Is Obama Losing His Touch?

I once attended a reception hosted by the local French governor for the elites of a French colony. After about an hour of hors d’ouevres and champagne, we stood on his veranda while the Prefect presented his government’s plans for the colony. His speech went on for over and hour. The “natives” were restless. So […]

Pakistan’s Obsession

Pakistan is in an uproar over U.S. violations of Pakistani sovereignty. They are furious over the flight of the SEALs to Abbotabad for the Bin Laden raid and the continued U.S. missile attacks against militants in North Waziristan with inevitable civilian casualties. The U.S. is in an uproar over Pakistan’s shielding Bin Laden and other militants. U.S. Pakistan relations are at their lowest level ever. The U.S. has threatened to end more than $3 billion per year of military aid. The Pakistanis have threatened to end U.S. transit routes from Karachi through Pakistan to supply international forces in Afghanistan.

Death of Osama Bin Laden

Bin Laden’s death presents a serious opportunity to end the war in Afghanistan, especially if the U.S. troops succeed in blunting the coming Taliban ‘spring offensive.’

Perhaps it’s only my sense of irony. But I love the thought that Bin Laden had lived in Abbottabad since 2005. The town is only 35 miles from the Pakistani capital, Islamabad.  The suffix “abad” means “developed by” or, better, “made fertile by.” So Islamabad, the capital built from scratch, means made fertile by Islam. Abbottabad means made fertile by Abbott. That’s Major James Abbott, a British colonial officer who founded the town in the nineteenth century.

Secularism Is Out; Islam Is In

Make no mistake. The “new” Middle East will be far more “Islamic” than it has been recently. The new regimes of the region will take many different forms. Egypt may yet become a functioning democracy “supervised” by the military. Tunisia may be a business/military elite dominated state. Libya and Yemen may take still different forms with tribal leaders the real power behind the titular ruler. But whatever forms they take, Islam will be ascendant.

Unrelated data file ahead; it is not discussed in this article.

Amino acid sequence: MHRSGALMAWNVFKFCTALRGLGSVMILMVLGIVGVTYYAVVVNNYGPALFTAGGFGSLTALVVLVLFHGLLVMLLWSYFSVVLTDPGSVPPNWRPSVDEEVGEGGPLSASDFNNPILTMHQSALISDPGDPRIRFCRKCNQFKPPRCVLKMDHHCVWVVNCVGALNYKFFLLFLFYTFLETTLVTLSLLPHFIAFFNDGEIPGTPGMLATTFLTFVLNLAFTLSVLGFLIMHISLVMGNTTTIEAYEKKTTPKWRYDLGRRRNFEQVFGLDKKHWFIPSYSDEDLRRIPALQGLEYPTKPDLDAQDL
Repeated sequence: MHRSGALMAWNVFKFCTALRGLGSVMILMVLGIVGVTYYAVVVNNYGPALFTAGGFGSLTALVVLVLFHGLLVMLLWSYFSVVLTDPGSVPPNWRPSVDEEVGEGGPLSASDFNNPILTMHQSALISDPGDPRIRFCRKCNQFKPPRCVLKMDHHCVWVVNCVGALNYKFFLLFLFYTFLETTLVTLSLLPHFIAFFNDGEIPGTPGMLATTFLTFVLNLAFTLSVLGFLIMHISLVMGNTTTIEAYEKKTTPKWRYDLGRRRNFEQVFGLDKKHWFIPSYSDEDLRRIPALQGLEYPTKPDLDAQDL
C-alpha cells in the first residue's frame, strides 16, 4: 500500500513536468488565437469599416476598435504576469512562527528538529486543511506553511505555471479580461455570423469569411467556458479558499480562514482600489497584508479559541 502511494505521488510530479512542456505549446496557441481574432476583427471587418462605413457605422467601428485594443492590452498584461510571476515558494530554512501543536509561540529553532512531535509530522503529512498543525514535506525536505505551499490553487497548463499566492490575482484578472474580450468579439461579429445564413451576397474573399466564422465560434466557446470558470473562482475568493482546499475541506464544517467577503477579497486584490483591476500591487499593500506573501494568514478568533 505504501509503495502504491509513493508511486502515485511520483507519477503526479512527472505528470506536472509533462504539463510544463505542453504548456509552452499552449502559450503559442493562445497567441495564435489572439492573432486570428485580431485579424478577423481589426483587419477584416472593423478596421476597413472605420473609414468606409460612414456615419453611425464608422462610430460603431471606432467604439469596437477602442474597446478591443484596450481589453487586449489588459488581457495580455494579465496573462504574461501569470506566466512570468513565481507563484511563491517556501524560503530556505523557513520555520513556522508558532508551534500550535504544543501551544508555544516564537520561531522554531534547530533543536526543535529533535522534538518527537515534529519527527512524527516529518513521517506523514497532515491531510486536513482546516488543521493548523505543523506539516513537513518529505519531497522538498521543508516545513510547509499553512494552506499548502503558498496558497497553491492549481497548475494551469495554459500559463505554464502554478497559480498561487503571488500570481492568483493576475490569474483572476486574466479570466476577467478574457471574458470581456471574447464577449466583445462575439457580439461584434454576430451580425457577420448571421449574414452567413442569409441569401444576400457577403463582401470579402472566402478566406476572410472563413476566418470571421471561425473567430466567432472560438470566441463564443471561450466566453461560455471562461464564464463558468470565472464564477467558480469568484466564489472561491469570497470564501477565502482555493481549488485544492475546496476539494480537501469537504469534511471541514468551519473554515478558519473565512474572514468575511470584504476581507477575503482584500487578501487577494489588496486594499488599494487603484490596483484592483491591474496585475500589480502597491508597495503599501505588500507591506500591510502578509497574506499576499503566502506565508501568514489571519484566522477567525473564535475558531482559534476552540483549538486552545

Yemen in Tatters: Political Risk to Make Your Hair Stand on End!

President Ali Abdullah Saleh has been in power for 33 years. He likely won’t make it to 34. Not only has his own tribe in Yemen deserted him, so have his key military officers. And now, he has been abandoned by the United States, long his most ardent foreign supporter. When he goes – not if, but when – what will be the fate of his country?

Under Saleh, the statistics have been discouraging. Yemen’s annual GDP per capita is $2500, the lowest in the Middle East. Yemen has the lowest Human Development Index score for any Middle Eastern country. It also has the lowest rate of schooling in the Middle East. The average Yemeni spends only 2.5 years in school. By any number of measures, the country has the fewest opportunities for women in the Middle East.

Japan: ‘But Oldsters Don’t Riot’

From my Annual Forecast, dated December 7, 2011:

The population began to shrink in 2005 and the new data from the 2010 census will be released in February 2011. It will show an accelerating decline in the number of Japanese. What will increase is the number of households headed by people 60 years of age or older. In 1990, Japan claimed 10.2 million such households. In 2011, watch for the number to leap to 21.2 million households, likely comprising a full 42 percent of all households.

Why does this matter? Because, while households headed by ‘oldsters’ own some 80 percent of all household assets, Japan’s low interest rates have devastated the income generated by those assets. (The interest rates are low, of course, because of the quantitative easing instituted by the central bank.) The result is that those households have largely stopped spending. But because consumption is about 60 percent of the GDP, there has been little to drive the economy besides exports.

The strong yen cripples the competitiveness of Japan’s exporters. Their principal response has been to hire more temporary workers – without benefits – further depressing consumption and moving their production facilities out of the country – further depressing consumption. A new assembly plant in Mississippi, for example, will begin to produce Toyotas in 2011.

Sluggish growth and declining fortunes will be Japan’s fate in 2011.

But oldsters don’t riot. Besides too much wealth has been amassed. So 2011 will be a gentle year as well.

Post-2011 Catastrophes

The Age of Uncertainty, Part II

We will look back at the second decade of this century as the Second Age of Uncertainty. The old order provided by the Soviet Union collapsed beginning in 1989, the Age of Uncertainty, Part I. Central and Eastern Europe, by and large returned to its European roots. India, deprived of its subsidies from the USSR, turned to market reforms. With Deng Xiaoping’s market strengthening tour of southern China in 1992, the world was awash with low cost labor and billions of new consumers.

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